Johns Hopkins Health System will pay $190 million to settle a lawsuit on behalf of at least 8,500 women whose pelvic exams were secretly recorded by a gynecologist who later commtted suicide.
The Baltimore hospital said the settlement will be paid from insurance. The doctor, Nikita Levy, killed himself last year amid an investigation of the recordings and may have filmed as many as 12,600 women, lawyers for the victims said.
The settlement “properly balances the concerns of thousands of plaintiffs with obligations the health system has to provide ongoing and superior care to the community,” Johns Hopkins said today in a statement. “It is our hope that this settlement and findings by law enforcement that images were not shared helps those affected achieve a measure of closure.”
Prosecutors said Levy had more than 1,200 video clips and images showing patients in various states of undress in a collection of recordings started about 2005, the Baltimore Sun reported in March. He used hidden cameras including one in a pen he carried. Investigators found no evidence Levy shared the images online, the newspaper reported. No criminal charges were filed.
The settlement is one of the largest in the U.S. involving claims of sexual misconduct by a physician, Howard Janet, an attorney for the victims, said in a phone interview. At least 62 of Levy’s patients were children, Janet said.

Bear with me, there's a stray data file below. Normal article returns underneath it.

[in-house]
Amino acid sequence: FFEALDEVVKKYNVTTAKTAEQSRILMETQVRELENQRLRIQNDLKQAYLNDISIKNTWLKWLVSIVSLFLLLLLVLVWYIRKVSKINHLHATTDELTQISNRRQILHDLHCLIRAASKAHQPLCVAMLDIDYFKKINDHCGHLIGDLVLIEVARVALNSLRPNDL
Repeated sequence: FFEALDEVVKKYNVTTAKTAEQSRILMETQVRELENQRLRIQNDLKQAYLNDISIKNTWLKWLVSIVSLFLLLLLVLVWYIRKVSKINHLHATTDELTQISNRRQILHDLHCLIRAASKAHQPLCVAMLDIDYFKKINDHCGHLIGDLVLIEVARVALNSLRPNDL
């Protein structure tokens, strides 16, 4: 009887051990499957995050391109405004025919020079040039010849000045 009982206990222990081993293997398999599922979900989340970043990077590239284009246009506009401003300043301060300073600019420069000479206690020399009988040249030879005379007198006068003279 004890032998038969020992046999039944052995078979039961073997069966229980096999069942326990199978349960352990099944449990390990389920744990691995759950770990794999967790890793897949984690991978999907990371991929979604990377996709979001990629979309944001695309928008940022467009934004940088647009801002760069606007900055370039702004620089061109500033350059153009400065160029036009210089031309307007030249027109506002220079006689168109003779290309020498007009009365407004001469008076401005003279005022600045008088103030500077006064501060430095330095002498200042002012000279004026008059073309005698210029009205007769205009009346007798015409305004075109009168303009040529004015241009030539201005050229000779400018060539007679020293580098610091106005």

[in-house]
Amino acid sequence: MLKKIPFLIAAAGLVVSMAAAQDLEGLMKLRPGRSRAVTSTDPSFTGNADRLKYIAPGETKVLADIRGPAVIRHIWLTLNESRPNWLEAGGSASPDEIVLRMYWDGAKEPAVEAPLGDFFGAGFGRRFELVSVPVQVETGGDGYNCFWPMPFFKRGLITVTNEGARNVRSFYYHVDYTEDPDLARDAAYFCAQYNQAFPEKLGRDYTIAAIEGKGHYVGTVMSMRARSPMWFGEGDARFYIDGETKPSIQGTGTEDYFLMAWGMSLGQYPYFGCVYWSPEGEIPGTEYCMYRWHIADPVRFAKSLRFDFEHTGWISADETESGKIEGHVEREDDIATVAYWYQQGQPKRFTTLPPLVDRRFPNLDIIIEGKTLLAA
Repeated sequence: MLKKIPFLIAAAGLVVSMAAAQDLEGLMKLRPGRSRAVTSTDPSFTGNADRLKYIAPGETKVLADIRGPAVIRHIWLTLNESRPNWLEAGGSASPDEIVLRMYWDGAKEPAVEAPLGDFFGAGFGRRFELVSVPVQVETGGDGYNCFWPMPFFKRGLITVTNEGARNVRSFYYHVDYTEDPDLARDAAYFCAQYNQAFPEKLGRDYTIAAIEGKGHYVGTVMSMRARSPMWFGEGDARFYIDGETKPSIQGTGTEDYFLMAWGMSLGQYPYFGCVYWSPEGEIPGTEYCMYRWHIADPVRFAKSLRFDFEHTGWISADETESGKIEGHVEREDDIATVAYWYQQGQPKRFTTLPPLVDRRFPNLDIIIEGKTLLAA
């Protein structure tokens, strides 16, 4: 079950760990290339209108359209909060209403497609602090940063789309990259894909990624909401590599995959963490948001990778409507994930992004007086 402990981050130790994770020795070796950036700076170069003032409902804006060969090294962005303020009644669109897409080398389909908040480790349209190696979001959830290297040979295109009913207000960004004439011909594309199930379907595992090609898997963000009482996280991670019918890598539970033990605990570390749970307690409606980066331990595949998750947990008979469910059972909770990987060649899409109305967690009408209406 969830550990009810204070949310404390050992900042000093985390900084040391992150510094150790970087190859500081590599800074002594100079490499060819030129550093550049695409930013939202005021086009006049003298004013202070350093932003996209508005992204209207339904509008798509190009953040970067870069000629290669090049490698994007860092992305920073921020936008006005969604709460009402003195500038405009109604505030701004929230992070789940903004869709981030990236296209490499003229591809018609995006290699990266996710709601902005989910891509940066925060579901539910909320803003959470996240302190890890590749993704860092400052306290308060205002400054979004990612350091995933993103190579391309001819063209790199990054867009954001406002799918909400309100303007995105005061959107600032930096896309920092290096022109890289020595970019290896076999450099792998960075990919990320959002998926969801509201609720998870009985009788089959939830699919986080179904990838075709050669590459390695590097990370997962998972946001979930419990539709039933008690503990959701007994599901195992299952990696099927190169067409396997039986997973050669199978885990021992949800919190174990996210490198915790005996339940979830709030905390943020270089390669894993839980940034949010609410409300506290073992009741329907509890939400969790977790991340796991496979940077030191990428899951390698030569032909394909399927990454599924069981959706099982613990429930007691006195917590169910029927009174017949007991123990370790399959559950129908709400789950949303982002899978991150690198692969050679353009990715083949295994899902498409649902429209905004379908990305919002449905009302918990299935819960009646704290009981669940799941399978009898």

“When breaches of trust like these occur, no amount of compensation can erase the memories or ease the grief of victims,” Janet said. “Reaching a settlement at this stage allows the healing process to begin that much sooner.”
Circuit Judge Sylvester B. Cox in Baltimore today granted preliminary approval to the accord. He is to consider final approval at a Sept. 19 hearing.
Johns Hopkins officials first learned of allegations against Levy in February 2013 after an employee reported seeing the doctor wear recording devices while examining patients, the hospital said last year.
Levy killed himself at his home in Towson, Maryland, later that month after being fired from the health system, where he worked in various locations since 1988.
An amended class-action complaint filed in October alleged Johns Hopkins should have known Levy was engaged in illegal conduct. The hospital system negligently failed to investigate, credential, monitor and supervise Levy, according to the complaint. John Hopkins denied any wrongdoing as part of the settlement agreement, Janet said.
The case is Jane Doe No. 1 v. The John Hopkins Hospital, 24-C-13-001041, Circuit Court for Baltimore City, Maryland.
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